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Prime Ministers Boyko Borissov of Bulgaria and Mihai Tudose of Romania Tuesday opened a new border crossing between the villages of Kajnardzha and Lipnitsa in the eastern part of the Bulgarian-Romanian border. At the opening, Tudose said that this day was very important because it marked a significant moment for the bilateral ties and was the result of many efforts by the two countries. “The more border checkpoints are opened, the easier it becomes for the population, the business, and tourism on both sides of the border, and the more we get to know each other”, Borissov said. A Kajnardzha-Lipnitsa cross-border road worth over 6 million euro has been constructed under the Bulgaria-Romania Cross-border Cooperation Programme 2007-2013. Later on Tuesday, a joint meeting of the Bulgarian and Romanian governments at the Euxinograd residence in Varna (on the Black Sea) focused on topics of bilateral interest in the sphere of economy and infrastructure, the Government Information Service said. Prime Minister Borissov noted that the traffic between Bulgaria and Romania will become easier and increase through the construction of bridges, including a second bridge between Rousse and Giurgiu, working ferry connections, new border checkpoints, and improvement of the navigation conditions along the Danube. He added that the further development of Pan-European Corridor IV, VII, and X is a prerequisite for the achievement of infrastructural connectedness, including with the Western Balkan countries. In his words, this is of significant importance for competitiveness and growth. Bulgaria and Romania are seeking joint investments for three major infrastructure projects, said Prime Minister Boyko Borissov. Borissov also talked about the EU’s internal security through strengthening its external borders, and underscored the importance of Bulgaria’s and Romania’s quick entry in the Schengen area. He noted the significance of Balkan cooperation within the EU as well as the EU prospects for the countries in this region. Romanian Prime Minister Tudose described the meeting in Varna as very beneficial and said it would remain in the two countries’ history. He said that the two sides agreed to hold joint government meetings regularly. The two delegations adopted a joint declaration on the main topics covered during the plenary sitting.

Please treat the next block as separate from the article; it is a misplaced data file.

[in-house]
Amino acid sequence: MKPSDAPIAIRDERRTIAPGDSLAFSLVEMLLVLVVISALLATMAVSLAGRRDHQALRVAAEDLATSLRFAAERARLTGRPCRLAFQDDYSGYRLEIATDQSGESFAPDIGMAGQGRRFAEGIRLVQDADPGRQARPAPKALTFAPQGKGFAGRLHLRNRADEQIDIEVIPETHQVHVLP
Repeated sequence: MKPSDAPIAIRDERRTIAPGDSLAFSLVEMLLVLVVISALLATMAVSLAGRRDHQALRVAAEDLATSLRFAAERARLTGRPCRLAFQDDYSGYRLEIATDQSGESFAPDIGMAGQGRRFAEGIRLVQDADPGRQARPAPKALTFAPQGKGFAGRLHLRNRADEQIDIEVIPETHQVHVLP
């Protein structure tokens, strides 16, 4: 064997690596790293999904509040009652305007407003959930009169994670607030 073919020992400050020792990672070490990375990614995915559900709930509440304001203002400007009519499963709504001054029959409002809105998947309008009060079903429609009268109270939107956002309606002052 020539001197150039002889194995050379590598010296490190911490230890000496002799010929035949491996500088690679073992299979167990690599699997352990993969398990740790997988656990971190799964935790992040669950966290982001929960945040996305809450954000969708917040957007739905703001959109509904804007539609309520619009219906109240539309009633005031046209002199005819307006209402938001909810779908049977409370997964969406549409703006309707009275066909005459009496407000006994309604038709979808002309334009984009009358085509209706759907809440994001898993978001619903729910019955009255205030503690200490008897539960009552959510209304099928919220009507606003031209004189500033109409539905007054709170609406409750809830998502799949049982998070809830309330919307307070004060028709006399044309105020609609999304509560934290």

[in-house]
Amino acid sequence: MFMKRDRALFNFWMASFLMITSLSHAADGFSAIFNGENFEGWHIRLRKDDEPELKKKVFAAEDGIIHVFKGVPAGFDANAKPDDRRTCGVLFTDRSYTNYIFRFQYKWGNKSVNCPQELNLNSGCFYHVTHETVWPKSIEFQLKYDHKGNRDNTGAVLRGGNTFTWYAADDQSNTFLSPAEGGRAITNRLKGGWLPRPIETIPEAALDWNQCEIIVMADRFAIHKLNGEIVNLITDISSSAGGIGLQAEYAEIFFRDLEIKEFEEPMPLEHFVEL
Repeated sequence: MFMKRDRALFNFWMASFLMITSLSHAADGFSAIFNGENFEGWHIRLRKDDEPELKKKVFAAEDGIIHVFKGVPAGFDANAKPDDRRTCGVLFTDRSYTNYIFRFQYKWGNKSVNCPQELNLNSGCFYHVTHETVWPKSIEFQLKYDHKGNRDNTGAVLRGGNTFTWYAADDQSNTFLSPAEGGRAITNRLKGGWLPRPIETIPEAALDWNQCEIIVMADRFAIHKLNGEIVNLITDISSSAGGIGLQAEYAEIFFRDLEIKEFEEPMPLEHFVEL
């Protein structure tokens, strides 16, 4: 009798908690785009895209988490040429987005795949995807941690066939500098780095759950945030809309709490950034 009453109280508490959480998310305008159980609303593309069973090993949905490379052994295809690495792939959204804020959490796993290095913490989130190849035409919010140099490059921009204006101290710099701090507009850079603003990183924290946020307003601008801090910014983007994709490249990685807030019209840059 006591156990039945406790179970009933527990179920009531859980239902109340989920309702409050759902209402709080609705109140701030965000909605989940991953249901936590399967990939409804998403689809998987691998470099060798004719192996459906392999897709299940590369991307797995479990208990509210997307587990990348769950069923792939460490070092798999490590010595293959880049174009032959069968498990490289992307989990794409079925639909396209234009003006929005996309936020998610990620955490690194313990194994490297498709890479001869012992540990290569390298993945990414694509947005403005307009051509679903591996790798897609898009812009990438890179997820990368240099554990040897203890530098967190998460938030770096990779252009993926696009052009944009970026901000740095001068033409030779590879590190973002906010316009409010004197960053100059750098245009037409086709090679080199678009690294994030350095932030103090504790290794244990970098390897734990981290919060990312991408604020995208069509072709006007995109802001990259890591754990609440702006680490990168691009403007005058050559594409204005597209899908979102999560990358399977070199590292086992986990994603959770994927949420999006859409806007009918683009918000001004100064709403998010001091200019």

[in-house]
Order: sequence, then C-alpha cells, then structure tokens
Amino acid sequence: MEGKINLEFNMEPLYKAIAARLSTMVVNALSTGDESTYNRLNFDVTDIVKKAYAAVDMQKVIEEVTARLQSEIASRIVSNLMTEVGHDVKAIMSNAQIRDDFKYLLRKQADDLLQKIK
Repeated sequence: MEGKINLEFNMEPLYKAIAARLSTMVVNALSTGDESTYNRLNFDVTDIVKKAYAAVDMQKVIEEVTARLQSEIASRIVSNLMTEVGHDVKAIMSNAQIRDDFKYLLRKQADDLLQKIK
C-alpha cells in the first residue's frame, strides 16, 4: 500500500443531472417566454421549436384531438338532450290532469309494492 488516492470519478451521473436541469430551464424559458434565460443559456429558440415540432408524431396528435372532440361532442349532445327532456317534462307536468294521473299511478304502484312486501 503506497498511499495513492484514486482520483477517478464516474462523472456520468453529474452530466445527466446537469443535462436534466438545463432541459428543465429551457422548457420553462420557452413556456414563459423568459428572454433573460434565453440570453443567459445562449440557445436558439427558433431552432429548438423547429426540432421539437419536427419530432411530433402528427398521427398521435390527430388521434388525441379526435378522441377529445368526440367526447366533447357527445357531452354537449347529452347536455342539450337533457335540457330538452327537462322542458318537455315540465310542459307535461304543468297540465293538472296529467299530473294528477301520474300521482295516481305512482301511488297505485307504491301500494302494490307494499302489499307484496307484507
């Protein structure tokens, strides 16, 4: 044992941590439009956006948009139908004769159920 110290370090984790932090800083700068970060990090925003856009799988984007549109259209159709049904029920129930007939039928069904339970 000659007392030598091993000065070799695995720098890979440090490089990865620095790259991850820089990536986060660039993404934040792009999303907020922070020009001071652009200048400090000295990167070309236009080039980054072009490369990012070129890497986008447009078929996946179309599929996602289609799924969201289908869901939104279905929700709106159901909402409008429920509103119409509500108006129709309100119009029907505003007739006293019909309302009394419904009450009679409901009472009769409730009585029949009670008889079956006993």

Labour Ministry to Propose Increase of Guaranteed Minimum Income

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The Labour Ministry will propose an increase of the guaranteed minimum income (GMI) from 65 to 75 lv, Labour Minister Bisser Petkov told journalists on Sunday. He said that the GMI hadn’t been adjusted since 2008 and that some 80 million leva would be needed for the increase. Petkov recalled that the Labour Ministry has proposed an increase of the means tested criteria for entitlement to child benefits to 450 lv from 400 lv. This is done to prevent the exclusion of working families with lower wages from receiving child benefits. Petkov said that a second increase of the minimum contributory pension to 200 leva will increase the incomes of over 820,000 pensioners. From July 1 2018, the increase will be by 3.8 per cent, said the Minister.

Defence Minister Karakachanov: Radicalization Attempts Aimed at Roma Ghettos, Muslim Communities in Rhodope Mountains